Although he died in 1994, Linus Pauling still has an office at Oregon State University.
The room on the fifth floor of the Valley Library includes Pauling's chalkboard (complete with a flurry of white scribbles), his Hewlett-Packard calculator, his two solid-gold Nobel Prizes and an original manuscript of "The Nature of the Chemical Bond," a research paper appraised at more than $1 million.
The items exemplify a small portion of the Ava Helen and Linus Pauling Papers, which are the cornerstone of the university's archives, known as Special Collections.
While the showcase office sits just off the Special Collections lobby, more than 500,000 items are stored in a climate-controlled area nearby.
Pauling graduated from Oregon Agricultural College in Corvallis and went on to become one of the most celebrated scientists of his era. He won the Nobel prize in chemistry for his work on the nature of chemical bonds among atoms and molecules in 1954 and received the Nobel Peace Prize in 1962.
Pauling also pioneered the field of orthomolecular medicine, using vitamins and minerals to promote health and prevent disease. He was the first researcher to promote taking vitamin C to prevent the common cold, an idea that remains controversial.
Pauling was prolific, and he also was something of a pack rat, so his collection includes 7,500 pages of work journals, models of molecules, love letters he wrote to his wife, old science-fiction magazines and even clippings from his beard.
"This is probably one of the favorite areas for researchers to come and use," said Cliff Mead, the head of Special Collections, as he paused in a row with shelves of thick folders labeled "correspondence."
Sinatra, Gandhi and Einstein wrote to Pauling.
"This is a microcosm of the social, political and scientific history of the 20th century," Mead said.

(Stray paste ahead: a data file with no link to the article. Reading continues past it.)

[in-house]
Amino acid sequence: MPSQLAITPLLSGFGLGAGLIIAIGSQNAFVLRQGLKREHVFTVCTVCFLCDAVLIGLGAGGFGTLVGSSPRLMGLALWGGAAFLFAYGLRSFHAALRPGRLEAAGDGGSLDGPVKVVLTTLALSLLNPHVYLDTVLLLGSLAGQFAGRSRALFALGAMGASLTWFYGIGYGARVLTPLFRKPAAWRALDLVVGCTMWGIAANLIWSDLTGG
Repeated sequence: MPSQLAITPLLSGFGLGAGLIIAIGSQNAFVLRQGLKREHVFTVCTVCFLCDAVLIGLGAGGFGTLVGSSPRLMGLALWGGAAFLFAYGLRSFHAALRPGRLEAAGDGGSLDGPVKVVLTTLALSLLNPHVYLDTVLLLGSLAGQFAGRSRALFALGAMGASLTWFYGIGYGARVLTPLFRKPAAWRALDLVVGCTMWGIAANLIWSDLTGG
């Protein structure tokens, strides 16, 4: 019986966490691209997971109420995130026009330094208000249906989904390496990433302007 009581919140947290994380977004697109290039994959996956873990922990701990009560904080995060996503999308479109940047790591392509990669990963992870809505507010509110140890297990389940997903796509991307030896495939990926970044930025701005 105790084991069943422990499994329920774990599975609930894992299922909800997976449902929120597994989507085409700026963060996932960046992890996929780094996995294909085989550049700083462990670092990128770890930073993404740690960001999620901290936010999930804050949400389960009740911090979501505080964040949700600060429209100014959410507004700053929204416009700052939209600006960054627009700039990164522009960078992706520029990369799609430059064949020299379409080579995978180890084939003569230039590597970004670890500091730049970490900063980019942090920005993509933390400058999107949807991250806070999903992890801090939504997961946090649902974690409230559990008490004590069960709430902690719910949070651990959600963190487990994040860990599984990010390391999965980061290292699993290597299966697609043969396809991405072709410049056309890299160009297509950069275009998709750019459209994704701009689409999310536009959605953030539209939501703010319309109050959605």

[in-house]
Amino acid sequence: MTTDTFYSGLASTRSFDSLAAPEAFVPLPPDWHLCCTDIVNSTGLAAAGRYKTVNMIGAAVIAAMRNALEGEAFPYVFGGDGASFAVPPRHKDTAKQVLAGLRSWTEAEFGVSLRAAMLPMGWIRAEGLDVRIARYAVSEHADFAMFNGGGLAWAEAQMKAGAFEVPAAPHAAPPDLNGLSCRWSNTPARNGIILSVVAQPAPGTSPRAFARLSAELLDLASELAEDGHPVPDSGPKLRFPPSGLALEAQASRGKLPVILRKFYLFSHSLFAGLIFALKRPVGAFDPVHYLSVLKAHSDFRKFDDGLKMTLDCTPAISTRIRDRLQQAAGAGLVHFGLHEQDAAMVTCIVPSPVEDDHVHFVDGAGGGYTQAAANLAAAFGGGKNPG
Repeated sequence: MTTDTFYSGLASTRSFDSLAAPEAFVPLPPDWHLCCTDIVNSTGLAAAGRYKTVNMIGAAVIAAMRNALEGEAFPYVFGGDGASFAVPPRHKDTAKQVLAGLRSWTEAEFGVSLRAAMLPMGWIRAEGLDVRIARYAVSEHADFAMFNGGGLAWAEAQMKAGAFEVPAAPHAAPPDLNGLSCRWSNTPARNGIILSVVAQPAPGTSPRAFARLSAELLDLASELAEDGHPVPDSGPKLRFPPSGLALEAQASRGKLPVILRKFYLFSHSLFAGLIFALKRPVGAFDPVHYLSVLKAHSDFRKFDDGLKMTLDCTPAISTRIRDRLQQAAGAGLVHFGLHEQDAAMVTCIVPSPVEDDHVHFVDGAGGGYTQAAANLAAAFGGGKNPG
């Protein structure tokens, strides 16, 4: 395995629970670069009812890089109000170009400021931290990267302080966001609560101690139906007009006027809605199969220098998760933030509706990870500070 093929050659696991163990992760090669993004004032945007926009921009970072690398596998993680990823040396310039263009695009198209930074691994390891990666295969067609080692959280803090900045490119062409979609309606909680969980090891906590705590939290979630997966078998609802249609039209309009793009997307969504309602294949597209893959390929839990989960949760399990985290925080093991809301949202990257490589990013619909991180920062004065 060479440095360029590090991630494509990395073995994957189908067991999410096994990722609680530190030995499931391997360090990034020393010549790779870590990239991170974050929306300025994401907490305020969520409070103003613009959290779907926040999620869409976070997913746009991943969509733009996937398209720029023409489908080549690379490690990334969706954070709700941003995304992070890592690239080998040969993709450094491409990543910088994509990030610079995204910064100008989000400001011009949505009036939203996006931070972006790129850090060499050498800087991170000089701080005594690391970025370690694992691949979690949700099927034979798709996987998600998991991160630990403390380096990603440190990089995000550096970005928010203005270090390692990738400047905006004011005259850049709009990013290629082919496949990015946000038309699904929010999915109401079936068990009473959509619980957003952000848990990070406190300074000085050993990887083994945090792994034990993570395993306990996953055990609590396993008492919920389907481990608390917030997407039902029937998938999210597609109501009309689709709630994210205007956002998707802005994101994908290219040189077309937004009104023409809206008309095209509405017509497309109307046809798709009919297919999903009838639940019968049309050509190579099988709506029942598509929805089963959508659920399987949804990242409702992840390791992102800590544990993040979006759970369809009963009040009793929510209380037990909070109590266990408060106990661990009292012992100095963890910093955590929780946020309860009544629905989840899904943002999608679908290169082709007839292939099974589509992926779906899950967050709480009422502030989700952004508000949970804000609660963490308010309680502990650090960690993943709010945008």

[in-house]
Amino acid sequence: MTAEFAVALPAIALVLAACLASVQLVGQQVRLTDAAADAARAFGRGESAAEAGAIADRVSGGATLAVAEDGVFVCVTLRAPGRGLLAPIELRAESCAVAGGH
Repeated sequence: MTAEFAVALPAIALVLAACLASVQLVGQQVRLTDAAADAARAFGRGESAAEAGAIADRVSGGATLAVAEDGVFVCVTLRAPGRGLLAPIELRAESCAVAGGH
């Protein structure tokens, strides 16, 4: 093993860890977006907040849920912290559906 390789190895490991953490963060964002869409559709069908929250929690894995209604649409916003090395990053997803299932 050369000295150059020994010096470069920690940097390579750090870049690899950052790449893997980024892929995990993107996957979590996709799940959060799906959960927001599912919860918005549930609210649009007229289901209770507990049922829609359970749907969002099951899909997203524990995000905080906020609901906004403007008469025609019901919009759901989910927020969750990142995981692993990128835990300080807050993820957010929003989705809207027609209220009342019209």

Mead took a file for the letter K and flipped through it, listing various members of the Kennedy family, Martin Luther King Jr., Soviet Premier Nikita Khrushchev and others.
The collection, he said, is the largest collection associated with an individual scientist anywhere in the world. Securing the Pauling Papers in 1986 was the result of 20 years of work by four different OSU presidents, competing for the property with other institutions.
Pauling hadn't been a year-round presence in Corvallis since he graduated in 1922, but his reasons for choosing OSU for his collection included sentiment; he met his wife there.
Only OSU sought the papers of Ava Helen Pauling, a peace activist who influenced her husband to devote himself to the her cause in 1957.
Pauling worked for the California Institute of Technology for 42 years, but that relationship soured when Cal Tech asked him to step down as chairman of the chemistry department after he won his Nobel Peace Prize. It was during the height of the Cold War, and some of his critics labeled him a communist sympathizer, a criticism that still haunts his name.
"The FBI investigated him. He had a lot of trouble," said Mary Jo Nye, Horning professor of humanities and professor of history at Oregon State University.
Special Collections includes 15 other collections, including archives of Bernard Malamud, whose books include "The Natural," and historian William Appleman Williams.
Mead said work continues to acquire other collections of other OSU-connected luminaries. "They need to have a renown that is significant. It can't be local or regional," he said.
Competition for such artifacts, including from private collectors, has increased greatly in the last 20 years.
"It's a big business, and people have figured out they can sell these things for large amounts of money," Mead said.
Pauling's legacy also has an impact on campus with the Linus Pauling Institute, which studies orthomolecular medicine. The institute and university chemists will be housed in a new $62.5 million Linus Pauling Science Center, which the university plans just west of Nash Hall by 2010.
Journals and work by Linus Pauling kept at OSU